Talking sports while everyone else talks s#*%. Don't be haters, be Debaters!

Word Up…These Kids Can Spell!


Spelling Bee important to mee


Kid’s got quite the Gift on Wright spelling!

So I go to the gym tonight, expecting to watch a little Spurs vs Thunder basketball during my workout.  I turn to ESPN, anticipating what the score might be, excited to see if OKC can actually pull a game out of the series.  However, what I see in front of me is a 14 year boy from Jamaica, Gifton Wright spelling some word I’ve never even heard of.  The boy got the word right, the place went wild and I was hooked for the rest of the night!  If anyone can tell me what actually happened in the Spurs and Thunder, I’d appreciate it!


Snigdh guetapens the answer

I enjoy the World Series and the Super Bowl.  The March Madness Tournament definitely has its thrills, and I thoroughly enjoyed watching the New York Rangers playoff run this season.  However, when I saw Snigdh Nandipati  spell “guetapens,” a French-derived word that means ambush, snare or trap, to win the 85th Scripps National Spelling Bee, I couldn’t control my emotions.  It was by far one of the highlights from my time as a sports fan, and I sure as hell hope you all were able to watch it also.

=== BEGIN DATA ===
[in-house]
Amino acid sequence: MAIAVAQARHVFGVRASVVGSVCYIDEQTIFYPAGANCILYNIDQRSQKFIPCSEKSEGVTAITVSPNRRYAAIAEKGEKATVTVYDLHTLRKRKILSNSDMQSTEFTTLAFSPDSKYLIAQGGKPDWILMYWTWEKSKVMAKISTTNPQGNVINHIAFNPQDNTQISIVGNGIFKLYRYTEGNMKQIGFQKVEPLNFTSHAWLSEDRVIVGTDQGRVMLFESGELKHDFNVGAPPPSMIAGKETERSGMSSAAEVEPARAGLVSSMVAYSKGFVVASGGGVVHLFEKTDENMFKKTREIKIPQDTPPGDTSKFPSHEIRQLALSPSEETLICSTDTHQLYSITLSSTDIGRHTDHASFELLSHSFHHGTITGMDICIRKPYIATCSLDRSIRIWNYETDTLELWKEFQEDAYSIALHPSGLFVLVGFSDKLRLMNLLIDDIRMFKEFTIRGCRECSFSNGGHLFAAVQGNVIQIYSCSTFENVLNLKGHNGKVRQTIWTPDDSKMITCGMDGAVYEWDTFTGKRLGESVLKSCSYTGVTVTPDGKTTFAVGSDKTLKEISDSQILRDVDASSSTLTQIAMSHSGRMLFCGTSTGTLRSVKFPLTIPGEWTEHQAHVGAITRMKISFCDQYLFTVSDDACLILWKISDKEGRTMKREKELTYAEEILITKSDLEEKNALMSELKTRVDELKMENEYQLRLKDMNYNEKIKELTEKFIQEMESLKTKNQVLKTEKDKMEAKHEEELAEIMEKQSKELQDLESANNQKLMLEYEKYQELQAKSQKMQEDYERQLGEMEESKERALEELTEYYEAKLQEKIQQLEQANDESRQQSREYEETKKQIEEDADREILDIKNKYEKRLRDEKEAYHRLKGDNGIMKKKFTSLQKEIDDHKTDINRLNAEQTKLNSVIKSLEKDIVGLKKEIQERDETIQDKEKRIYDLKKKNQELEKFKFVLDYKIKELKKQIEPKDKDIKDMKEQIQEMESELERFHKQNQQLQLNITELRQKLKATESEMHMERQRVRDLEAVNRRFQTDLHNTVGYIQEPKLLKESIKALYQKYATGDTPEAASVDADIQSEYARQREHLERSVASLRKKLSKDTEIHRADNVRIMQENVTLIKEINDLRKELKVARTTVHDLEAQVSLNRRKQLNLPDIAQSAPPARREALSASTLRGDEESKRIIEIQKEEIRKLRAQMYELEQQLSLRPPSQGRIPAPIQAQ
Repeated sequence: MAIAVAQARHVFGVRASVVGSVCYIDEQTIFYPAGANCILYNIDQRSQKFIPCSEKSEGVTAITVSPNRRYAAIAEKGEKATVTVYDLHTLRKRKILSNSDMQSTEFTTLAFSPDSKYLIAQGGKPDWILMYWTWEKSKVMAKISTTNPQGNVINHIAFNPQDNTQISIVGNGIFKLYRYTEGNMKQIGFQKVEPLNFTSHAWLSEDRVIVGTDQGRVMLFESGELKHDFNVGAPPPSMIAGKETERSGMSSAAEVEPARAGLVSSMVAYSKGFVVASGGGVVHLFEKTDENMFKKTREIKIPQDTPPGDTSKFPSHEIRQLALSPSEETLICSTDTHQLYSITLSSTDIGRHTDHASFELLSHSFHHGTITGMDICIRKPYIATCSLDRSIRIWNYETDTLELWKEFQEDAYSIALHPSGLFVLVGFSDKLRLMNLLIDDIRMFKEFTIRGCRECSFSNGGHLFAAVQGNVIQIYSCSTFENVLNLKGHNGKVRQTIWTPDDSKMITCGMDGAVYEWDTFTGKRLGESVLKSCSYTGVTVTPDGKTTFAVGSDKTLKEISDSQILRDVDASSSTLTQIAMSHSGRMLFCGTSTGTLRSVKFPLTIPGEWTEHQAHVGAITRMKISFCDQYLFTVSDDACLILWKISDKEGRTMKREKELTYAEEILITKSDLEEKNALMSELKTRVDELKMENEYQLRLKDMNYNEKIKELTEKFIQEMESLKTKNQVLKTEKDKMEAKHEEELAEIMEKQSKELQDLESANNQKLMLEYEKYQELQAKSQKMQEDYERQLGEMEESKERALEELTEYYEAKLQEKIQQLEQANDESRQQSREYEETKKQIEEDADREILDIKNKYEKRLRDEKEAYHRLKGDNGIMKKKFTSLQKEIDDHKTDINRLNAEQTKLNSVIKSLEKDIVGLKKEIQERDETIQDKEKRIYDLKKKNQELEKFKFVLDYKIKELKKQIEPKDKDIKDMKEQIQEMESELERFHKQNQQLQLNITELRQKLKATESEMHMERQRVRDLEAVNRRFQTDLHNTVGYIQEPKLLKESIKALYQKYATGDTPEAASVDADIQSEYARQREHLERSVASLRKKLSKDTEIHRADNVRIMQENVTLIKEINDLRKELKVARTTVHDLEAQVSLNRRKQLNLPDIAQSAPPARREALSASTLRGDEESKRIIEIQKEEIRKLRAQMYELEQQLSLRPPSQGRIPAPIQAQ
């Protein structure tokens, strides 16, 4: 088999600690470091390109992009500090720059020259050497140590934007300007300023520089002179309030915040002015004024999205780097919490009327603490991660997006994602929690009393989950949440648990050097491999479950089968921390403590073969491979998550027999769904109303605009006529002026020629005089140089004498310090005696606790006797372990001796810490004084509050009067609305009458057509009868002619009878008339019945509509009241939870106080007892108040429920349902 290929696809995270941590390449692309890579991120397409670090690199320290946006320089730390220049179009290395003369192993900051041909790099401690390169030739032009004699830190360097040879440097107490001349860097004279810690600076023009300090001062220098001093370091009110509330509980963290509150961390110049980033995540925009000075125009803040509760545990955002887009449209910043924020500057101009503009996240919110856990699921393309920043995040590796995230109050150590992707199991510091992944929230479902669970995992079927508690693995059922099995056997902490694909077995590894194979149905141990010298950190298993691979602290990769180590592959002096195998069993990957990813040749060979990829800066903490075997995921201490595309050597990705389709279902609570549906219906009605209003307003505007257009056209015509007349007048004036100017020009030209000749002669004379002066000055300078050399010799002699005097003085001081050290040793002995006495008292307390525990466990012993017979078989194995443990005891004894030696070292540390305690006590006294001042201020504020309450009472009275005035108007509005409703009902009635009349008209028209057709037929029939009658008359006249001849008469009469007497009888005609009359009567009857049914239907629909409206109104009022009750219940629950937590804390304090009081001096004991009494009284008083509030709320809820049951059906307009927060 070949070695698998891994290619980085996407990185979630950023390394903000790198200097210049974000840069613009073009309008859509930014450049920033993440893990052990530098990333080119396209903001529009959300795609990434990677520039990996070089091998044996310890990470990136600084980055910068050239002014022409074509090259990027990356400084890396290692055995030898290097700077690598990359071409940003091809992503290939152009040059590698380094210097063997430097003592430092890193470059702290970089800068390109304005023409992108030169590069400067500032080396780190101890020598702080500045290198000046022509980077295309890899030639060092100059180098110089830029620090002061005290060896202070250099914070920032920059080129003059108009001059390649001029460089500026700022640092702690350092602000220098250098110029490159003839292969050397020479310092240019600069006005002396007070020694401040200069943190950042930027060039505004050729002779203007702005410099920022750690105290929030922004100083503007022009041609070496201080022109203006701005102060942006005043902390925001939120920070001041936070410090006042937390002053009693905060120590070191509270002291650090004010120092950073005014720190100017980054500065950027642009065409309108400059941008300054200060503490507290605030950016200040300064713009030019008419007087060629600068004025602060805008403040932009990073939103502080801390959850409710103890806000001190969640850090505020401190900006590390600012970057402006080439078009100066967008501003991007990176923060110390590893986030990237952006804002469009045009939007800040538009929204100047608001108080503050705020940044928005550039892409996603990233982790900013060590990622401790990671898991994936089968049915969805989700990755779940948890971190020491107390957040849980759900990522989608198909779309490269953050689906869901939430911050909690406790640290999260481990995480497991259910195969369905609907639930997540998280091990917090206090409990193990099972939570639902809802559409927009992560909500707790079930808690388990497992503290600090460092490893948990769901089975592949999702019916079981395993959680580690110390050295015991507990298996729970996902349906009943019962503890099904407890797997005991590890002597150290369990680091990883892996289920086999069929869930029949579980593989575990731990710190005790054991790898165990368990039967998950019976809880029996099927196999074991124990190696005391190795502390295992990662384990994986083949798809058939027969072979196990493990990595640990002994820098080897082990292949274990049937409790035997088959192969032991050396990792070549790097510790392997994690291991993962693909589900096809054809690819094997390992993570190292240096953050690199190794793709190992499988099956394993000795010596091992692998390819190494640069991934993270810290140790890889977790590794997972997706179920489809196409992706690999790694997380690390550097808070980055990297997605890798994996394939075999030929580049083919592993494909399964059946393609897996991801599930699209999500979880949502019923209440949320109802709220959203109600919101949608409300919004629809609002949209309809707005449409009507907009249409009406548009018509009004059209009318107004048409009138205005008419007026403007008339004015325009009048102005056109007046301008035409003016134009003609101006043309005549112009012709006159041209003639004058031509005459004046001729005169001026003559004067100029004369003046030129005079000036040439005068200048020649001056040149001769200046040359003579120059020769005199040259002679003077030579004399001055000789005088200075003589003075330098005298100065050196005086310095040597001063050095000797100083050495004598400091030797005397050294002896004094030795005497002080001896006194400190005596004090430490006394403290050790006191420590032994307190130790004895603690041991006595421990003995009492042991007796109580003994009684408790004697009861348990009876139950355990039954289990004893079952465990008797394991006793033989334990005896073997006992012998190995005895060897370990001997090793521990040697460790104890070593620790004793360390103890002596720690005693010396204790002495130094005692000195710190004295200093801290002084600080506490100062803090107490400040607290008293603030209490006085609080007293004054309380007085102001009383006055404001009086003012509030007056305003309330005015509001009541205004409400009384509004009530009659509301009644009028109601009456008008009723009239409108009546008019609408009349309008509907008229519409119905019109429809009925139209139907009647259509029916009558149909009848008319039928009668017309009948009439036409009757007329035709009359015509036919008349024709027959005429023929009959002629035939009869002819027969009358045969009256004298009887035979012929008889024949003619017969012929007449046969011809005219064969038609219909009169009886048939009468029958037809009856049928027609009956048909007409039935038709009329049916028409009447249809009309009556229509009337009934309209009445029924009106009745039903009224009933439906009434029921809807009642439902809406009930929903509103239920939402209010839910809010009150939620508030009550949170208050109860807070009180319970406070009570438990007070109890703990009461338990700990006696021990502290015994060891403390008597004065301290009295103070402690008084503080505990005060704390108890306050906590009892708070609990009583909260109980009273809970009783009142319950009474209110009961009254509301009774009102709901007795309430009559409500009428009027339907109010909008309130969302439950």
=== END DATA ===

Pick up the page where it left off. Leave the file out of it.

Nicholas me a bundle – jeez Nik, lern to spell gooder!

Unfortunately, I lost a little bit of money on the event.  I had placed a bet on Nicholas Rushlow of Pickerington, Ohio.  Nicholas was making his fifth straight appearance in the contest, and I had landed some inside information that he has studied 53 pages of words a night from last year’s contest until tonight.  Unfortunately, he lost on the always tricky “vetiver”, which was good for a fourth place tie.  Although he was satisfied with his performance, I am figuring out a way to tell the lady friend that our trip to Europe this summer needs to be put on hold.  COME ON RUSHLOW, YOU’RE BETTER THAN THAT!

Anyways, other than my financial loss, the Spelling Bee was a tremendous event and all of the participants should be proud.  Nandipati’s prize for winning includes $30,000 in cash, a trophy, a $2,500 savings bond, a $5,000 scholarship, and $2,600 in reference works from the Encyclopedia Britannica and an online language course, but who really cares about those last two?  She was the fifth consecutive Indian-American to win this, but the first without a mustache, so kudos to Snigdha.  The main thing I took from this is that there are a whole lot of 11 to 14 year olds smarter than anyone I personally know.  Can’t wait for next year and everyone please enjoy the videos below from some of my personal favorite spelling bee moments…


3 responses

  1. Ellen

    Love, love, love this 🙂

    June 5, 2012 at 6:36 PM

  2. michelle

    I loved this post!

    June 1, 2012 at 7:14 PM

  3. Chris

    Impressed that you gave the National Spelling Bee coverage on this blog. It just goes to prove that Sports Debaters isn’t just about NY teams. These kids are amazing.

    June 1, 2012 at 7:23 AM

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